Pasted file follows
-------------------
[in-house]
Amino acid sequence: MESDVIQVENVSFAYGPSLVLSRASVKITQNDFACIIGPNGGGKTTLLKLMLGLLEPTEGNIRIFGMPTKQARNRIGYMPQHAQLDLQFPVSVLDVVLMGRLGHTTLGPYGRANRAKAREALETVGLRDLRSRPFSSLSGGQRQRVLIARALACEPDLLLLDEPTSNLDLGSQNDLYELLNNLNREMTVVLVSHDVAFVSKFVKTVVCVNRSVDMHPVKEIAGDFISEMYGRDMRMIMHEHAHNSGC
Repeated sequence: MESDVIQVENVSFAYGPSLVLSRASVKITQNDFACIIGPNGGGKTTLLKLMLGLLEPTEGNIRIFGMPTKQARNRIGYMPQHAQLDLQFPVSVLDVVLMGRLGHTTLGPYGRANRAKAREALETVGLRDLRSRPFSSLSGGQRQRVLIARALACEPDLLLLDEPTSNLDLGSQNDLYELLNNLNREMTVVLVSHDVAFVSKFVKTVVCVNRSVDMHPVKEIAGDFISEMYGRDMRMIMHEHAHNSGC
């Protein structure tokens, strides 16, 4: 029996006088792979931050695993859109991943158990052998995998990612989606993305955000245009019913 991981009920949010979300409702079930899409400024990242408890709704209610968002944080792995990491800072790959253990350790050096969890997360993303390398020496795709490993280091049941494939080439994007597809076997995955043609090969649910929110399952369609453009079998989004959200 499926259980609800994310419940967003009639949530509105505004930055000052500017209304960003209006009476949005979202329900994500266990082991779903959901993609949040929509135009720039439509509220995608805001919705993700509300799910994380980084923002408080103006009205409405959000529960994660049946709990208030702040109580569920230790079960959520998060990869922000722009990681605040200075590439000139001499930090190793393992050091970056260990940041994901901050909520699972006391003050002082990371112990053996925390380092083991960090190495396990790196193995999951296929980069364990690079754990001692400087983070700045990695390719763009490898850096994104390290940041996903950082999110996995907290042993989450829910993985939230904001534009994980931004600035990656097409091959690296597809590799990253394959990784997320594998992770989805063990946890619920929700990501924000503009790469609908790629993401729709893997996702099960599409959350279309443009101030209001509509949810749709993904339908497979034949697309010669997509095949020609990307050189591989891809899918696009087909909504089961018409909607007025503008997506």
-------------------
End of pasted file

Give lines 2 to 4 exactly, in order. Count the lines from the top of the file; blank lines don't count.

Amino acid sequence: MESDVIQVENVSFAYGPSLVLSRASVKITQNDFACIIGPNGGGKTTLLKLMLGLLEPTEGNIRIFGMPTKQARNRIGYMPQHAQLDLQFPVSVLDVVLMGRLGHTTLGPYGRANRAKAREALETVGLRDLRSRPFSSLSGGQRQRVLIARALACEPDLLLLDEPTSNLDLGSQNDLYELLNNLNREMTVVLVSHDVAFVSKFVKTVVCVNRSVDMHPVKEIAGDFISEMYGRDMRMIMHEHAHNSGC
Repeated sequence: MESDVIQVENVSFAYGPSLVLSRASVKITQNDFACIIGPNGGGKTTLLKLMLGLLEPTEGNIRIFGMPTKQARNRIGYMPQHAQLDLQFPVSVLDVVLMGRLGHTTLGPYGRANRAKAREALETVGLRDLRSRPFSSLSGGQRQRVLIARALACEPDLLLLDEPTSNLDLGSQNDLYELLNNLNREMTVVLVSHDVAFVSKFVKTVVCVNRSVDMHPVKEIAGDFISEMYGRDMRMIMHEHAHNSGC
């Protein structure tokens, strides 16, 4: 029996006088792979931050695993859109991943158990052998995998990612989606993305955000245009019913 991981009920949010979300409702079930899409400024990242408890709704209610968002944080792995990491800072790959253990350790050096969890997360993303390398020496795709490993280091049941494939080439994007597809076997995955043609090969649910929110399952369609453009079998989004959200 499926259980609800994310419940967003009639949530509105505004930055000052500017209304960003209006009476949005979202329900994500266990082991779903959901993609949040929509135009720039439509509220995608805001919705993700509300799910994380980084923002408080103006009205409405959000529960994660049946709990208030702040109580569920230790079960959520998060990869922000722009990681605040200075590439000139001499930090190793393992050091970056260990940041994901901050909520699972006391003050002082990371112990053996925390380092083991960090190495396990790196193995999951296929980069364990690079754990001692400087983070700045990695390719763009490898850096994104390290940041996903950082999110996995907290042993989450829910993985939230904001534009994980931004600035990656097409091959690296597809590799990253394959990784997320594998992770989805063990946890619920929700990501924000503009790469609908790629993401729709893997996702099960599409959350279309443009101030209001509509949810749709993904339908497979034949697309010669997509095949020609990307050189591989891809899918696009087909909504089961018409909607007025503008997506």